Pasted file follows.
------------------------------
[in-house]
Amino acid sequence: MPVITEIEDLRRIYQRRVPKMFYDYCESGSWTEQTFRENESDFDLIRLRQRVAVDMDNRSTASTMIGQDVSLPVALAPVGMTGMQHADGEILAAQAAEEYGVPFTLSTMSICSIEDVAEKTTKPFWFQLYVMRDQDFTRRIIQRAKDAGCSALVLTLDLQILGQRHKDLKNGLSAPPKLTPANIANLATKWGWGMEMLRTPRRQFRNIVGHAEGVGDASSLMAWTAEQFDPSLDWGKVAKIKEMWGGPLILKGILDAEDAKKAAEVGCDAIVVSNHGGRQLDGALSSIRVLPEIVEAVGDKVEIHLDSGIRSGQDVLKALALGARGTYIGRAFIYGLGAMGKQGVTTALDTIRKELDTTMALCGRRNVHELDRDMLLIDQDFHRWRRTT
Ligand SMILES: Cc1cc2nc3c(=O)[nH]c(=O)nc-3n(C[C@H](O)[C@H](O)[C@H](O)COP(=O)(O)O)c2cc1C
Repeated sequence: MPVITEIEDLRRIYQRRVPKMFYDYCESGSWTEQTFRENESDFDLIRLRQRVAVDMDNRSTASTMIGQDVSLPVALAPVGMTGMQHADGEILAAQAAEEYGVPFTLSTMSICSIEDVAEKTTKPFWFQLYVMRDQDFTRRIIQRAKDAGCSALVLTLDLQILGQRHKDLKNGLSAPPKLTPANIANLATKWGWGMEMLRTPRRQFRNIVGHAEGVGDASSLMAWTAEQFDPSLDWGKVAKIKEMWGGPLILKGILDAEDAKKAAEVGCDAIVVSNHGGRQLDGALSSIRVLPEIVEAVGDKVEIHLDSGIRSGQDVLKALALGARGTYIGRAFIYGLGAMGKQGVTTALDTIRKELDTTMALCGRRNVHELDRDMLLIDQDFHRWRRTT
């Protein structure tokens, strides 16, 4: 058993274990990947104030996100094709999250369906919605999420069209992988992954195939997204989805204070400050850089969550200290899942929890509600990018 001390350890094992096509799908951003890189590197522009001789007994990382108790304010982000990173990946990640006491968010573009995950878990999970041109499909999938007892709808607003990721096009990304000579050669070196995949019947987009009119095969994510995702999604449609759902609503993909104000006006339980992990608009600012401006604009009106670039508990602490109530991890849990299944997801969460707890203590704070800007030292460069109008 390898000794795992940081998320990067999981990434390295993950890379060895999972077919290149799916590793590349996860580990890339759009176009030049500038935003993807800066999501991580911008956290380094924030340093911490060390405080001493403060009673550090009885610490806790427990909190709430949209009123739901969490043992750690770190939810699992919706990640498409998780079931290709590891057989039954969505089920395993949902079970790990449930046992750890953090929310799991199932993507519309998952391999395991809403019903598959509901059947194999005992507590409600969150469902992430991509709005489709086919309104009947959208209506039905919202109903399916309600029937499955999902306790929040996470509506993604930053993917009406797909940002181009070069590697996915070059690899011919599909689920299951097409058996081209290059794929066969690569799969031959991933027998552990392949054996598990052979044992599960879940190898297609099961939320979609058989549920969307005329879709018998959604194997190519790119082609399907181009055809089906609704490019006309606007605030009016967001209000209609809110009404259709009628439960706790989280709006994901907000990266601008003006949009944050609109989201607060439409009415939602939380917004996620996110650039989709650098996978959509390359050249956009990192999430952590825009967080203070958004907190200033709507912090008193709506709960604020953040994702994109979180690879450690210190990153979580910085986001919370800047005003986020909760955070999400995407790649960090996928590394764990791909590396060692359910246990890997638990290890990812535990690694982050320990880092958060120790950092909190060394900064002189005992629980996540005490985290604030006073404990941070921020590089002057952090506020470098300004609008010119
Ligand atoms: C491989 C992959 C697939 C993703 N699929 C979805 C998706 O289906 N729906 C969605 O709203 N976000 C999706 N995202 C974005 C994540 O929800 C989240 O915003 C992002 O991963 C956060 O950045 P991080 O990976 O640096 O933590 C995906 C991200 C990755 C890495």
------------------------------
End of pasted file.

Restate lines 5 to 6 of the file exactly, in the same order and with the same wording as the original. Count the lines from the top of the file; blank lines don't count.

């Protein structure tokens, strides 16, 4: 058993274990990947104030996100094709999250369906919605999420069209992988992954195939997204989805204070400050850089969550200290899942929890509600990018 001390350890094992096509799908951003890189590197522009001789007994990382108790304010982000990173990946990640006491968010573009995950878990999970041109499909999938007892709808607003990721096009990304000579050669070196995949019947987009009119095969994510995702999604449609759902609503993909104000006006339980992990608009600012401006604009009106670039508990602490109530991890849990299944997801969460707890203590704070800007030292460069109008 390898000794795992940081998320990067999981990434390295993950890379060895999972077919290149799916590793590349996860580990890339759009176009030049500038935003993807800066999501991580911008956290380094924030340093911490060390405080001493403060009673550090009885610490806790427990909190709430949209009123739901969490043992750690770190939810699992919706990640498409998780079931290709590891057989039954969505089920395993949902079970790990449930046992750890953090929310799991199932993507519309998952391999395991809403019903598959509901059947194999005992507590409600969150469902992430991509709005489709086919309104009947959208209506039905919202109903399916309600029937499955999902306790929040996470509506993604930053993917009406797909940002181009070069590697996915070059690899011919599909689920299951097409058996081209290059794929066969690569799969031959991933027998552990392949054996598990052979044992599960879940190898297609099961939320979609058989549920969307005329879709018998959604194997190519790119082609399907181009055809089906609704490019006309606007605030009016967001209000209609809110009404259709009628439960706790989280709006994901907000990266601008003006949009944050609109989201607060439409009415939602939380917004996620996110650039989709650098996978959509390359050249956009990192999430952590825009967080203070958004907190200033709507912090008193709506709960604020953040994702994109979180690879450690210190990153979580910085986001919370800047005003986020909760955070999400995407790649960090996928590394764990791909590396060692359910246990890997638990290890990812535990690694982050320990880092958060120790950092909190060394900064002189005992629980996540005490985290604030006073404990941070921020590089002057952090506020470098300004609008010119
Ligand atoms: C491989 C992959 C697939 C993703 N699929 C979805 C998706 O289906 N729906 C969605 O709203 N976000 C999706 N995202 C974005 C994540 O929800 C989240 O915003 C992002 O991963 C956060 O950045 P991080 O990976 O640096 O933590 C995906 C991200 C990755 C890495």